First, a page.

The Bloody Benders

This case has proven very hard to research, even still it is a case worth noting for many reasons.  The first is that it is a very interesting case. Another reason, that I will discuss late in this blog, is this case shows that when it comes to crime and people wanting publicity in some shape or form, it is not very different from what we see now.  The difference is that now we can determine more easily who is telling the truth and who is just looking to talk.  

The problem lies with the fact that this story began around 1870 in a newly settled area of Kansas and legend has followed it for over 140 years. It is simply hard to keep the fact from the fiction, but I will try the best I can.  

Here are the facts that are known, at least with a high probability....

Around October of 1870 two men settled in Labette County, Kansas, land that had been newly acquired by the government when they forced off the American Indian.  The older of the two men went by the name of John Bender and the younger, John Bender Jr. Close to a year later, after the men had built a few buildings and prepared things, two women (one older, one younger)came to the homestead with the men.  The older woman was simply known as either Mrs. Bender or Kate Bender Sr as it seems no one knew for certain her true name.  The younger woman was called Kate Bender. It seems to have all but proven however, that none of the four actually had the last name of Bender. Most references say they posed as parents and their two children, but some reports say that neighbors stated that John Jr. referred to Kate as his wife and not sister. Kate was known as the outgoing and beautiful one. She proclaimed to be a clairvoyant and marketed that ability. For most of the time they lived in the area (1870-1873)it appeared that neither of the older two Benders spoke much, if any, English. Both John Jr. and Kate spoke fluent English although John Jr. seemed to have a German accent. It was not until they were nearly caught that it was discovered that Mrs. Bender could in fact speak English well.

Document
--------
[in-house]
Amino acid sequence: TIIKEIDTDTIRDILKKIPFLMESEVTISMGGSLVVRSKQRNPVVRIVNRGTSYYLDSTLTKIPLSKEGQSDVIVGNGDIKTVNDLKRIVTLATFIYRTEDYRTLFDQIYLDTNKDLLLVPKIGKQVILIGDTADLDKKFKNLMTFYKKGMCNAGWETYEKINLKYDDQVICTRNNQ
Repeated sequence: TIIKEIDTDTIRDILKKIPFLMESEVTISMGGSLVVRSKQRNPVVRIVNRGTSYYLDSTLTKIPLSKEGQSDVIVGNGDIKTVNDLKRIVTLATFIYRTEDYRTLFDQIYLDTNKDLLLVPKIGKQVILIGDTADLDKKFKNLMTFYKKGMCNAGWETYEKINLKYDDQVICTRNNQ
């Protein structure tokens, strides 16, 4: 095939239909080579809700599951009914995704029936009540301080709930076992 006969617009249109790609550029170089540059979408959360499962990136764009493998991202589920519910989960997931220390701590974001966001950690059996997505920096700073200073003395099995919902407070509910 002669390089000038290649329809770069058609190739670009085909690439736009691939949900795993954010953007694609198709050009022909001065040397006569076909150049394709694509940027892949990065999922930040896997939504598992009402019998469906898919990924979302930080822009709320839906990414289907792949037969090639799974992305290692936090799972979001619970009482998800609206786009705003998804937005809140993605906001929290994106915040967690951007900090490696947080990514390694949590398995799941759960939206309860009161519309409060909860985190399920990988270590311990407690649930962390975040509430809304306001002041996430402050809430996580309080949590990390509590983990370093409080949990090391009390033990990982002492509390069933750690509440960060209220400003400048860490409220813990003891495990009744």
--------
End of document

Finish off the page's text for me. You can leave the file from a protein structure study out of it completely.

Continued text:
The Benders had a one room home that was approximately 16X24 that was divided into two sections by a canvas wagon cover or something of the like. One side was the living quarters of the "family" and the other doubled as an inn and general store. Inside the cabin just near where the cloth hung, sat a chair at a table. Under that chair was a "trap door" that led into what looked like a cellar.  The cellar was around 6-7 feet square.  

In March of 1873 a Colonel York began searching the area with about 50 men for his brother, Dr. William Henry York.  William York had gone out in search of a missing neighbor and had told his brother, The Colonel, as well as another brother who was a State Senator his plan and when he would return.  The trail he was taking had already been deemed dangerous as many people had disappeared but there was little to no evidence to anything.  To add to this, considering the American Indian had just been forced off this same land it was not unheard of that those who traveled through were attacked.  Colonel York and his posse questioned many in the area.  Soon a community meeting was called and it was determined that each of the homesteads would be searched.  Bad weather however put the search off for at least a bit and within a few days of the meeting it was determined that the Bender homestead was deserted.  After a massive search of the grounds between 9 and 10 bodies were found, including Dr. York.  

A short time later the Bender's wagon was found abandoned just north of the area.  The last thing that is for certain is that the "Benders" were never brought to justice.  

Now, on to the questionable "facts".....

First and foremost, although only 9-10 bodies were found on the farm it is believed that the Benders killed many more than that. Due to the time period the bodies that were found were discovered when men probed the ground looking for soft areas and then those areas are dug up.  Apparently the land has never been excavated since that time or any kind of equipment used to determined if there were more.  

When the Bender home was searched after their desertion there are different statements as to what was left inside.  Some reports say all food, clothing and personal items were gone.  Other reports make it appear that only their clothing were taken and yet some personal items were left. There were some hammers and knives supposedly left that have been put on display in a museum but they are unsure they were actual murder weapons and from my understanding they cannot even confirm the chain of custody to determine for sure they even came from the cabin.